I created some ‘Geog your memory’ sheets a few years ago now for old spec WJEC. The idea was 5 different topics/tasks and an exam question with some structured support as at the time I taught a lower ability class which was predominantly male. I found revision was rarely done and so ‘Geog your memory’ was my idea of useful homework/revision task. We went over it as a starter the lesson after it was due (so those who hadn’t completed it had time for a
detention to complete it) and then when we discussed it as a class students added to their original ideas in a different colour. This took no more than ten minutes max but allowed me to see where whole class weak areas were, but also individual needs.
I decided that I would restart these sheets for the new AQA Spec so set about doing so. Then we ran out of printing budget and we had to get a bit more creative – the exciting sheets with diagrams to label and tables to complete became 5 questions! It makes me a little bit sad that they are not as aesthetically pleasing – but that doesn’t mean they are any less useful.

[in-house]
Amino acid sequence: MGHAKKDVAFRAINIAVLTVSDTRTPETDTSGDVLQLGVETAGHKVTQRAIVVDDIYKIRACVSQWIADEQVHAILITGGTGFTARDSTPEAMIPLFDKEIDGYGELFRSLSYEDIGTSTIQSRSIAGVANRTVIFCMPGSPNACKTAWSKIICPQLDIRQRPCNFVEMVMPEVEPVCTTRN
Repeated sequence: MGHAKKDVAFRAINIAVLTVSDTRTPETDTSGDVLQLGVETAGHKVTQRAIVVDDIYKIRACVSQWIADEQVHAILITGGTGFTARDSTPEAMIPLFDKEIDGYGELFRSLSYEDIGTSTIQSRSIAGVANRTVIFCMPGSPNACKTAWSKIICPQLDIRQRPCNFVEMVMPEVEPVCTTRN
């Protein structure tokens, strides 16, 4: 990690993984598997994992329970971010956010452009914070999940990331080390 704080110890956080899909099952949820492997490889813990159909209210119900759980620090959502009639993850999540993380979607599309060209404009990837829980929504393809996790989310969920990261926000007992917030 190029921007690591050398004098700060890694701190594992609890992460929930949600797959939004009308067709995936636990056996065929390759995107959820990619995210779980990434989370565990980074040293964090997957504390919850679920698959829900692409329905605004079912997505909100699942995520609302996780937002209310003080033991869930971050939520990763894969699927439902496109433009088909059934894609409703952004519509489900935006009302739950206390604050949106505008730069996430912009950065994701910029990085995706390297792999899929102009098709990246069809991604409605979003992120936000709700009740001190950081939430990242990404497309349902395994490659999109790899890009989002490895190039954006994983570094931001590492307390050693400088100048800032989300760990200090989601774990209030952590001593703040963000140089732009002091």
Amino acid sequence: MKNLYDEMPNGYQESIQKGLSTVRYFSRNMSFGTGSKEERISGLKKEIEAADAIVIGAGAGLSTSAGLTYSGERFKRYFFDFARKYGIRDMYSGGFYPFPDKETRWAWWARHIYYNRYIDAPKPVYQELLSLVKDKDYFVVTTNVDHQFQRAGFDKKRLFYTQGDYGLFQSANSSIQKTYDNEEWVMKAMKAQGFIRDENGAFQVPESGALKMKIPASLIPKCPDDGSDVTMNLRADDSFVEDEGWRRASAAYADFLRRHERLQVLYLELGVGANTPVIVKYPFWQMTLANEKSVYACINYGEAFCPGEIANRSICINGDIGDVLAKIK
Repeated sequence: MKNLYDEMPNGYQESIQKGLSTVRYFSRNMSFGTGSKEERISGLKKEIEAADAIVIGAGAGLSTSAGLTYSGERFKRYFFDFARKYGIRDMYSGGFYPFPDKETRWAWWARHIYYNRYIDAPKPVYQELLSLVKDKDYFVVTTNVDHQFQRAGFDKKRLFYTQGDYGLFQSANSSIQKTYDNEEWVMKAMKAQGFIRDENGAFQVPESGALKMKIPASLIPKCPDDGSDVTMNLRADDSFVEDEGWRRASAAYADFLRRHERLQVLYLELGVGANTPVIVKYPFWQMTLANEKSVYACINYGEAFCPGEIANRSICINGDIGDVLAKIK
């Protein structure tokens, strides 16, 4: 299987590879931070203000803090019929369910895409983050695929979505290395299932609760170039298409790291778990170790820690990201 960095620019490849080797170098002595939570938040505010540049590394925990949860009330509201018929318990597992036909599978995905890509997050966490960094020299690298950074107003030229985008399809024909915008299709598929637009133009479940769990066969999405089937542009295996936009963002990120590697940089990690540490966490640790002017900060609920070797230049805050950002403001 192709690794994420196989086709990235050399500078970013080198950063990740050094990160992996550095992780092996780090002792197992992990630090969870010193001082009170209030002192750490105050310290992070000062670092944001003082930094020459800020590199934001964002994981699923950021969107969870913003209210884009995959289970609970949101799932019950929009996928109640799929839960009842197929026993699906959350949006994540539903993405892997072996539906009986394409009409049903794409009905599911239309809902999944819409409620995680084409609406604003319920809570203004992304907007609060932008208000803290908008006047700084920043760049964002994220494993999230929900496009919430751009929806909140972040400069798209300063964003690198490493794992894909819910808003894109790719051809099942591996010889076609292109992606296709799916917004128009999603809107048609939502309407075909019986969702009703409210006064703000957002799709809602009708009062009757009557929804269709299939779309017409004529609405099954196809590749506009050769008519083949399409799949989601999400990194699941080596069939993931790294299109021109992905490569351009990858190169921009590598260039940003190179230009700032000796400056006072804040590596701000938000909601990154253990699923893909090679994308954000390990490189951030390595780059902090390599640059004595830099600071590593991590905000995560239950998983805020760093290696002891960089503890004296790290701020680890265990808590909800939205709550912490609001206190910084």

In fact over the past 5 months of using them, we have changed our use of them even further. Not only are our 5 questions on a single topic, but we also assign then based on areas of weakness. This has meant our lovely starter activity of whole class feedback has stopped, but students are given ‘knowledge organisers’ (read: the textbook) to add to their homework and still spend ten minutes a week reflecting on what they do and do not know.
This change to the organisation of homework topics has taken a bit more thought but we have put the ownership on our Year 11’s. They know their areas of weakness – based on a RAG analysis of the specification following mocks/assessments and they choose the correct areas of homework based on that. It has meant we’ve gone back to our arrangement of printed sheets – but they don’t write on the sheets and in theory can bring them back to the folders once used. But even better, we have already started to see an impact, students who normally did little/no homework are taking more than one sheet home each week as they know it will help them individually make progress. At each assessment point these topics will change based on different strengths and weaknesses.
We have already brought this down to Year 9/10 following recent assessments and I genuinely believe it is helping our students make progress, while also seeing the value of doing work outside of the classroom.
If 5aDay/Geog your memory is something you think will be helpful then you can access my questions sheets here
There is a great post on setting ‘great homework’ by Tom Sherrington here. It was this original post and seeing maths use the corbett maths idea that encouraged me to try a ‘5 a day’ approach in the first place.